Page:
Cruise industry left out as international boarders reopen
International boarders have come down, with the travel ban and the exemption requirement to go overseas finally ditched on November 1st.
Aussies desperate to go on holidays are already selling out flights to Europe, America and Asia.
Despite flights being back on track, cruise companies are still unable to restart their Australian tours.
However, there will be nothing stopping Aussies flying to places Miami, Florida and Nadi, Fiji, and enjoying a cruise overseas before flying home – making the Australian cruise ruling more farcical.
The cruise industry was brought to a standstill early last year when the coronavirus pandemic hit Australia, with one of Australia’s first Covid outbreaks came from a cruise ship, when the Ruby Princess docked in Sydney last March.
More than 900 infections and at least 28 deaths were eventually linked to the outbreak.
The outbreak triggered a biosecurity ban on all foreign flagged vessels, with the cruise ban in place until December 17th.
Despite hints from NSW Premier Dominic Perrottet, who has acknowledged the irony of Aussies being able to cruise overseas but not at home, the industry will still take months to restart.
Speaking to news.com.au, Cruise Lines International Association (CLIA) managing director Australasia Joel Katz blasted the “ridiculous” and “disappointing” double standard.
“We need the federal and state governments to come to the party,” Mr Katz said.
“Just in the last couple of days, we’ve had a number of travel agents reach out to us with comments from a number of avid cruise passengers, asking us what the rules are about cruising overseas.
“They’re planning to fly overseas to cruise because they can’t cruise at home and that’s really disappointing for the thousands of Aussies who rely on the cruise industry locally for their livelihoods.”
Mr Katz said the cruise industry had been asking the Government “for a long time” to forge a way forward together.
Despite some promising words from senior federal ministers and a number of premiers, Mr Katz said it was “time to convert words into action”.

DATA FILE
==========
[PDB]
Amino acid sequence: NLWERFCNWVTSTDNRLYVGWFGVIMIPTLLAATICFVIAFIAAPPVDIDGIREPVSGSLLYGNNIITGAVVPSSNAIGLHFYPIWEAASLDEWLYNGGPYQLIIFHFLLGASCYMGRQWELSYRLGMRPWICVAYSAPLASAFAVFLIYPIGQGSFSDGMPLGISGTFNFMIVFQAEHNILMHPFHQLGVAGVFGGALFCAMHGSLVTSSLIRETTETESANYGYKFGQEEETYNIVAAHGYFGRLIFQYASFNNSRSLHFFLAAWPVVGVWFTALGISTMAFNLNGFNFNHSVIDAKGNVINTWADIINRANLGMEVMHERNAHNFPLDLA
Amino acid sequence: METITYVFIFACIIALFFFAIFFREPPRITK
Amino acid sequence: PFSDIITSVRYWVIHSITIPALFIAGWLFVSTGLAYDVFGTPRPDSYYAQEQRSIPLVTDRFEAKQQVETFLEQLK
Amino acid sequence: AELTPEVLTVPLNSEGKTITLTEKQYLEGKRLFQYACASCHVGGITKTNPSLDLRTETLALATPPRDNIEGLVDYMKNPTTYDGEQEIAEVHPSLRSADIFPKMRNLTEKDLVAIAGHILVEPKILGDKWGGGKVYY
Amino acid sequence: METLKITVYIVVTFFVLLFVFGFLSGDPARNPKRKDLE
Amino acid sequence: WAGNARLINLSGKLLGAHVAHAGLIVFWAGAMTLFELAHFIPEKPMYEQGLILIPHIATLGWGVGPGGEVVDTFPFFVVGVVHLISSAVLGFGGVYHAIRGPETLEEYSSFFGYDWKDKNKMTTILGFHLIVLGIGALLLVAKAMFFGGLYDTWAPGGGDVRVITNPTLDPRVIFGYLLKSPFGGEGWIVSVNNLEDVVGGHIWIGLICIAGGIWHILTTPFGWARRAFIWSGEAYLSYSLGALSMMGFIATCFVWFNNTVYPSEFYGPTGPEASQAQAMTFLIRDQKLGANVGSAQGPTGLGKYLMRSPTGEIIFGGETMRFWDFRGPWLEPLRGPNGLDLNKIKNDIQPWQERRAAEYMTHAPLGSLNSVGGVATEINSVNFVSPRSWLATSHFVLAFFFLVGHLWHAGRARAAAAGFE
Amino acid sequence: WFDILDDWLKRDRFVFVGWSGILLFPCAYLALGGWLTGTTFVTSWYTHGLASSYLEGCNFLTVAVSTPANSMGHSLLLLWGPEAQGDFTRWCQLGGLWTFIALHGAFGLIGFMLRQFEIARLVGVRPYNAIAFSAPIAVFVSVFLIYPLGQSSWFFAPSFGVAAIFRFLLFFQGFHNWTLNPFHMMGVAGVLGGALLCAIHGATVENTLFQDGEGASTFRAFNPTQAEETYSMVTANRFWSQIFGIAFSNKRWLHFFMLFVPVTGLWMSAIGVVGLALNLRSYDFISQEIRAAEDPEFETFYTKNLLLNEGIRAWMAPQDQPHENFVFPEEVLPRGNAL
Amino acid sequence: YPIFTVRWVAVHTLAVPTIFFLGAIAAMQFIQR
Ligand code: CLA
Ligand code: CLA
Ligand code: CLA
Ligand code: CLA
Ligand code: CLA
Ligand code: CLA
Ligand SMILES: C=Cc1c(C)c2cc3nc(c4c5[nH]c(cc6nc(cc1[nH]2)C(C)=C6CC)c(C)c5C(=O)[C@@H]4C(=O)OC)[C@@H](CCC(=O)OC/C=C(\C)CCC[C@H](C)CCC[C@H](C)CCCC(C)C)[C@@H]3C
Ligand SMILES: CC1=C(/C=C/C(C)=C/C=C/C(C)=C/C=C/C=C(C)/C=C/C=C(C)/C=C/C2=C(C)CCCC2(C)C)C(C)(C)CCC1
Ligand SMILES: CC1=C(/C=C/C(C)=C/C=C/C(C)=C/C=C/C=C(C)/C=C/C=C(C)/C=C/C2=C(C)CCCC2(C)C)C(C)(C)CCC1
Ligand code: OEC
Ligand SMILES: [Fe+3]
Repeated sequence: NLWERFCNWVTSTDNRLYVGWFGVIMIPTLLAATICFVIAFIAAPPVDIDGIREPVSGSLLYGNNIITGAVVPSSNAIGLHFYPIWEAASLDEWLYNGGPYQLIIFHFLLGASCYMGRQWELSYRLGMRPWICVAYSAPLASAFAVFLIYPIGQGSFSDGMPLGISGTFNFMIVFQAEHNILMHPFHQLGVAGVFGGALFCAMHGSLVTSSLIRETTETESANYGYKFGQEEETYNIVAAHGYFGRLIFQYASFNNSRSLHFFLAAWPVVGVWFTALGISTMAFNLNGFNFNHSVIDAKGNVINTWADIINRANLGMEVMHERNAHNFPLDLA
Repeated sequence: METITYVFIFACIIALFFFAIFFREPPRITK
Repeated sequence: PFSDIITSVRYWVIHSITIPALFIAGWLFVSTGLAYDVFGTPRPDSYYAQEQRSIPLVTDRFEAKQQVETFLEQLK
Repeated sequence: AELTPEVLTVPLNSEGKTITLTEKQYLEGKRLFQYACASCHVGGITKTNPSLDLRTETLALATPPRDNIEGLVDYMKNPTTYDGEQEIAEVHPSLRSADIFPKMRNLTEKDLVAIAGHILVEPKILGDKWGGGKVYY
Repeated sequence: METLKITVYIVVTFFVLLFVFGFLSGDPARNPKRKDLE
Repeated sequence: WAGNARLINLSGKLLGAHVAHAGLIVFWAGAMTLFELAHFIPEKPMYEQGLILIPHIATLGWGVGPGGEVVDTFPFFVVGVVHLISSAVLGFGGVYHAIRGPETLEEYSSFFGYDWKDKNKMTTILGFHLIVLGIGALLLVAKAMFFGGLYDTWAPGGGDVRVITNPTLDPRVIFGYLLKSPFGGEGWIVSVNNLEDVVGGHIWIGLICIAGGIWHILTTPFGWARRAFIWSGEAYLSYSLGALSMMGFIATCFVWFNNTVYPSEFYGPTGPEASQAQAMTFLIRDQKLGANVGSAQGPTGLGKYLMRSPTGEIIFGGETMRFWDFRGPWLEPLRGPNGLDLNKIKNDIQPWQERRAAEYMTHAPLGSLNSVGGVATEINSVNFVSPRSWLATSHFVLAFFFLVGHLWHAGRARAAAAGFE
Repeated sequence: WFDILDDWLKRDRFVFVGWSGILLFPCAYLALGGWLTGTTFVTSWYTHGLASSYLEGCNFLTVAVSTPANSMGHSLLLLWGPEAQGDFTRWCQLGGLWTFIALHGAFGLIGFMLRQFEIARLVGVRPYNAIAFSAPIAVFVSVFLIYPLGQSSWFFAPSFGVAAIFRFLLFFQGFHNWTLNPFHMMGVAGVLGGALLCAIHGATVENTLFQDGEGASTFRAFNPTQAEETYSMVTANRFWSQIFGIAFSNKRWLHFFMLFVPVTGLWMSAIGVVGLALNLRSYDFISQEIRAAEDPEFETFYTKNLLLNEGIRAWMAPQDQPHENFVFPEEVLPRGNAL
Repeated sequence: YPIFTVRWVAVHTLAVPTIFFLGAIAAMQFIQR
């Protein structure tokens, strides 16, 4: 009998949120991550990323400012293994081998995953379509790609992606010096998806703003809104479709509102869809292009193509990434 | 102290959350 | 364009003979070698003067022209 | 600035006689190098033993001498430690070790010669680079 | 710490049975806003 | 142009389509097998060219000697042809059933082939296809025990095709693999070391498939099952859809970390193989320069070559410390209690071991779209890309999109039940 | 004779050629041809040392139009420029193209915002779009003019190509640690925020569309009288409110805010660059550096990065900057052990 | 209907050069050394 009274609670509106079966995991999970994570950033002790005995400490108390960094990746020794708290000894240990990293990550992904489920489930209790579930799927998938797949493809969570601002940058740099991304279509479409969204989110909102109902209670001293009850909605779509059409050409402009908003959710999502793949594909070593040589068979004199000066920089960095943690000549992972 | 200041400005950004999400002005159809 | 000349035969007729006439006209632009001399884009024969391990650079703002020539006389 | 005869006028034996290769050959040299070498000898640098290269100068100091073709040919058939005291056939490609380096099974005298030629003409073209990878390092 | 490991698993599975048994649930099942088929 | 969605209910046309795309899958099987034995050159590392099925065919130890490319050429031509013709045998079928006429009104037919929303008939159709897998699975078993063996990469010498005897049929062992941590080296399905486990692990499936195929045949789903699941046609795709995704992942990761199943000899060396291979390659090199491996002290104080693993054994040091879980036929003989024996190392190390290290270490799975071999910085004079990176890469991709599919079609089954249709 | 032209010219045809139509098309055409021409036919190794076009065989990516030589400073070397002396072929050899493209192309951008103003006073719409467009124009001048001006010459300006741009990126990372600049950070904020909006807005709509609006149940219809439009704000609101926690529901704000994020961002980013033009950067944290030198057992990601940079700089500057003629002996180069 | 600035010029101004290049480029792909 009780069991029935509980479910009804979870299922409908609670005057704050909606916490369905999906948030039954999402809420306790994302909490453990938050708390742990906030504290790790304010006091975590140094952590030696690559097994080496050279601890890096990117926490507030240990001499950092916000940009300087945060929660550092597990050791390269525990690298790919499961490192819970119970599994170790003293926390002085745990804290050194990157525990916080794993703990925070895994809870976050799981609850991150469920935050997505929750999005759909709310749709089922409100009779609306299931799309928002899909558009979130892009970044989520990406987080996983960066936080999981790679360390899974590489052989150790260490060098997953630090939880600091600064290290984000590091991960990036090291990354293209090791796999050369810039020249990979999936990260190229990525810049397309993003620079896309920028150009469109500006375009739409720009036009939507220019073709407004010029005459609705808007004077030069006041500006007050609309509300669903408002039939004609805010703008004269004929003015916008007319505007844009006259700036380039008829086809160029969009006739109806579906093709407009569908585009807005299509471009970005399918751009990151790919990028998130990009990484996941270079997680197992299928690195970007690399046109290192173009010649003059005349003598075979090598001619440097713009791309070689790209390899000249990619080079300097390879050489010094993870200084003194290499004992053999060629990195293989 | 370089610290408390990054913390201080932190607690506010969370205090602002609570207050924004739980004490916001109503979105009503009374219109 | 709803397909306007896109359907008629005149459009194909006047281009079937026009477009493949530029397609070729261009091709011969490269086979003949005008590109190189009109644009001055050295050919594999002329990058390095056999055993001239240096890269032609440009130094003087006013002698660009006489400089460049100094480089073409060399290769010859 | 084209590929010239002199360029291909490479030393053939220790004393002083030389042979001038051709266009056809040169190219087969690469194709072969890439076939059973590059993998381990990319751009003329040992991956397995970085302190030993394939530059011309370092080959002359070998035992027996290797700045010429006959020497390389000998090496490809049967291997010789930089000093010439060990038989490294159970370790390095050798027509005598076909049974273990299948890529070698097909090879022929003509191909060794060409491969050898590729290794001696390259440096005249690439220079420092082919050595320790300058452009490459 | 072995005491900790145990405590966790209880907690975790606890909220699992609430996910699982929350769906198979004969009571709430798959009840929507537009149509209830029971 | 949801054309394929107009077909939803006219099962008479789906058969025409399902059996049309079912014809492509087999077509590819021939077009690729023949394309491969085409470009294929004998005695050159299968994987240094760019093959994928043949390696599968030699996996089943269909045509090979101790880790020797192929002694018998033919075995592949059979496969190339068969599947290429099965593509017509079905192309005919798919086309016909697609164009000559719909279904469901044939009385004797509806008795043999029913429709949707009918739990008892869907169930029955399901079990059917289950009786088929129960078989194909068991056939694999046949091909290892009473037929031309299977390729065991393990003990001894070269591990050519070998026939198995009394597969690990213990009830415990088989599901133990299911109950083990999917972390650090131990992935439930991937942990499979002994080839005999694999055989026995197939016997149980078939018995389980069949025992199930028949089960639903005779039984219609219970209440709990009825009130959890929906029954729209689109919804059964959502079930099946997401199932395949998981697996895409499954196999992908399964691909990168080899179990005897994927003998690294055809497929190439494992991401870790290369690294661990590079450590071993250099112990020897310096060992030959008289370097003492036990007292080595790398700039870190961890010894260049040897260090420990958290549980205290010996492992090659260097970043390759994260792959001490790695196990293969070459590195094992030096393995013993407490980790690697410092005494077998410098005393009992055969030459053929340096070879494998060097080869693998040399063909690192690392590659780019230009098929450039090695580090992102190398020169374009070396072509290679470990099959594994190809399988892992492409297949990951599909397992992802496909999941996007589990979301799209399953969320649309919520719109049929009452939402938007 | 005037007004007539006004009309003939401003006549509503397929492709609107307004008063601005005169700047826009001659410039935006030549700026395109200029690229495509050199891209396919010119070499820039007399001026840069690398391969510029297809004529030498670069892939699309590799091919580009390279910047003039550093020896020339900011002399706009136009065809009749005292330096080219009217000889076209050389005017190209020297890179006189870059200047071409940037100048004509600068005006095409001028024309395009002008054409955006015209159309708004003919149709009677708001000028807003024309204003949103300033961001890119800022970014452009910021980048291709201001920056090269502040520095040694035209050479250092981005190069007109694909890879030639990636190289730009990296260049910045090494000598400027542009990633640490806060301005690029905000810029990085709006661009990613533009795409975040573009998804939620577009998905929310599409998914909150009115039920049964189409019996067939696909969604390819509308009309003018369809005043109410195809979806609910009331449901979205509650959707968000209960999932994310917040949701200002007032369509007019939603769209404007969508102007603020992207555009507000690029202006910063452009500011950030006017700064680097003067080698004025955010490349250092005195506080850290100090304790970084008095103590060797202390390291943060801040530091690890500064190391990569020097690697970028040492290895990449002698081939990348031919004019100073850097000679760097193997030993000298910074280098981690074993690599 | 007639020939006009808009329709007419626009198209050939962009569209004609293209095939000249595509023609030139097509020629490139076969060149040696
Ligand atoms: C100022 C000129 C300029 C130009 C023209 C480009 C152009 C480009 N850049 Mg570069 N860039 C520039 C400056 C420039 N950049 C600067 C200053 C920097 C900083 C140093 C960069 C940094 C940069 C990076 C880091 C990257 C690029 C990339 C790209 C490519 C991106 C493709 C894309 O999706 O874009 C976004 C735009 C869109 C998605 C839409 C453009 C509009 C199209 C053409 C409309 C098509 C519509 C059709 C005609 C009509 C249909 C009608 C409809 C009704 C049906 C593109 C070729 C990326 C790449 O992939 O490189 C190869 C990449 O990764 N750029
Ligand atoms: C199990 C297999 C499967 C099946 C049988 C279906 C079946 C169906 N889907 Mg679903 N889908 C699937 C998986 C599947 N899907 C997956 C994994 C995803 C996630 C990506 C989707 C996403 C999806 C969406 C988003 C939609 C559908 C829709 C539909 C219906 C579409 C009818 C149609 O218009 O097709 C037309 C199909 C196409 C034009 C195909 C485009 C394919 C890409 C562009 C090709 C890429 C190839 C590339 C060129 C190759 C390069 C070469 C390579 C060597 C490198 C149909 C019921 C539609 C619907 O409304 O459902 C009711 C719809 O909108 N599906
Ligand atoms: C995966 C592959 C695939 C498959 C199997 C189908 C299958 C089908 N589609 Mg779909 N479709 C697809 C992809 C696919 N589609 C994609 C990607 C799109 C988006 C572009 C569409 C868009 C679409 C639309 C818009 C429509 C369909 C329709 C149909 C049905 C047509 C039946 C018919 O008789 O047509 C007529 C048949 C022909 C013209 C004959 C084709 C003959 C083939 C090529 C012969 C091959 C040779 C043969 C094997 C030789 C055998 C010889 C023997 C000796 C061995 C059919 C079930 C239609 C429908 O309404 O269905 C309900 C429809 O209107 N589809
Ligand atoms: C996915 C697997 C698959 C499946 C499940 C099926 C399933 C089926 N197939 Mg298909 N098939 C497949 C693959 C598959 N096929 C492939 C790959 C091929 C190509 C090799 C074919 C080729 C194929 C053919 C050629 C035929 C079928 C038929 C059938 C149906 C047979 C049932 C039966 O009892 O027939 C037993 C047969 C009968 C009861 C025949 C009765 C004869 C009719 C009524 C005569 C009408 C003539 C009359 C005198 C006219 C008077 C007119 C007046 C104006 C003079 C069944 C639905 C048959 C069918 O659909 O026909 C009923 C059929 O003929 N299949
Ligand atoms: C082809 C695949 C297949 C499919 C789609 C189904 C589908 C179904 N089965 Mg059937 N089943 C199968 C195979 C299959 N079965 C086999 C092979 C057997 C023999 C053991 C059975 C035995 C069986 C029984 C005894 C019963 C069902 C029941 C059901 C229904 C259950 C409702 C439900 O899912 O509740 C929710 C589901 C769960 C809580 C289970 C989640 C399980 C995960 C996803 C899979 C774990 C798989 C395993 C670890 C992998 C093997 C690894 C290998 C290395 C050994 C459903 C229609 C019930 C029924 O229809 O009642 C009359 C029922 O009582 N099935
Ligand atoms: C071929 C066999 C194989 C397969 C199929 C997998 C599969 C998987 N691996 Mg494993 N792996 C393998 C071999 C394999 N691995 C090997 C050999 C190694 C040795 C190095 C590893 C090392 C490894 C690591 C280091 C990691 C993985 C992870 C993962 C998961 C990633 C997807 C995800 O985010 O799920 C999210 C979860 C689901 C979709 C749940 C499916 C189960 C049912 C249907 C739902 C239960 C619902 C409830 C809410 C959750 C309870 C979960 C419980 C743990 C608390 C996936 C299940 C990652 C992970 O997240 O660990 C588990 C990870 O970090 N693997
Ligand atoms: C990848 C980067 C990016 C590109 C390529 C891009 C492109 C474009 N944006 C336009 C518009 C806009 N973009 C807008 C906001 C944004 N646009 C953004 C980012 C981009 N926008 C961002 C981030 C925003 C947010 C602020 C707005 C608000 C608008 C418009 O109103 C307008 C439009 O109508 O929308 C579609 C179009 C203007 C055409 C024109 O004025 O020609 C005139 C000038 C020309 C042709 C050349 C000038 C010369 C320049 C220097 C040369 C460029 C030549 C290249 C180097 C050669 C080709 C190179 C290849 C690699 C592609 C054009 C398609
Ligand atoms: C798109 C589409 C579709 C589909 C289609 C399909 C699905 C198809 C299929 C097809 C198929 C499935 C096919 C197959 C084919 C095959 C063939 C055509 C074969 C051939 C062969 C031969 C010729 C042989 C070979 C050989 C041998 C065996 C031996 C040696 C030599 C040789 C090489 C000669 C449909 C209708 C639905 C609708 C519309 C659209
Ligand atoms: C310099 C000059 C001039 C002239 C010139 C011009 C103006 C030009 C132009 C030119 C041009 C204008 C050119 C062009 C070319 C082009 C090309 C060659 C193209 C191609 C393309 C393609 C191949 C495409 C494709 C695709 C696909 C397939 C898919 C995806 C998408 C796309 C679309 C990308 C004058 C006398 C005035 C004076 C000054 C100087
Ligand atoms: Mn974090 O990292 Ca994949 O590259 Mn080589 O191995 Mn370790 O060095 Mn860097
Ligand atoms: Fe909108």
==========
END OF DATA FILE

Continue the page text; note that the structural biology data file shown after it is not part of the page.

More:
The Australian cruise industry has submitted robust Covid protocols that have already been tried and tested on more than three million passengers overseas, since cruising restarted in Europe and the US.
Despite that, Mr Katz said the industry was still waiting on formal responses in Australia from the Government and health authorities.
Even if those formal responses and approvals came tomorrow, the cruise industry is not one that can get things up and running quickly.
“There are long lead times to get ships up and running. It’s very difficult for cruise companies to know when to push the start button with no certainty,” Mr Katz said.
“The crew needs to be recruited and vaccinated, then they have to be flown out to wherever the ship is, go through a quarantine process, get trained on whatever new protocols are needed.
“And, most of the ships are in the northern hemisphere, so they need to make their way down. All that needs to happen before they can even start the process of taking customers again.”
Mr Katz predicted a restart of Australia’s cruise industry in January (in 10-12 weeks’ time), a prediction he quickly revised when P&O announced it had been forced to again push its first cruises to February.
P&O Cruises Australia President Sture Myrmell said the voluntary pause had been extended due to the lack of a clear pathway towards restarting the industry.
“We are naturally disappointed for our guests and our many suppliers to have to extend the pause in operations by a further month,” Mr Myrmell said this morning.
“With society rapidly reopening including social gatherings and travel just weeks away, there is a vital need for a pathway for the staged resumption of domestic cruising.
“Our guests have made it clear they want to cruise again, and we look forward to welcoming them on board as soon as possible supported by comprehensive protocols based on the world’s best public health practice and standards.”
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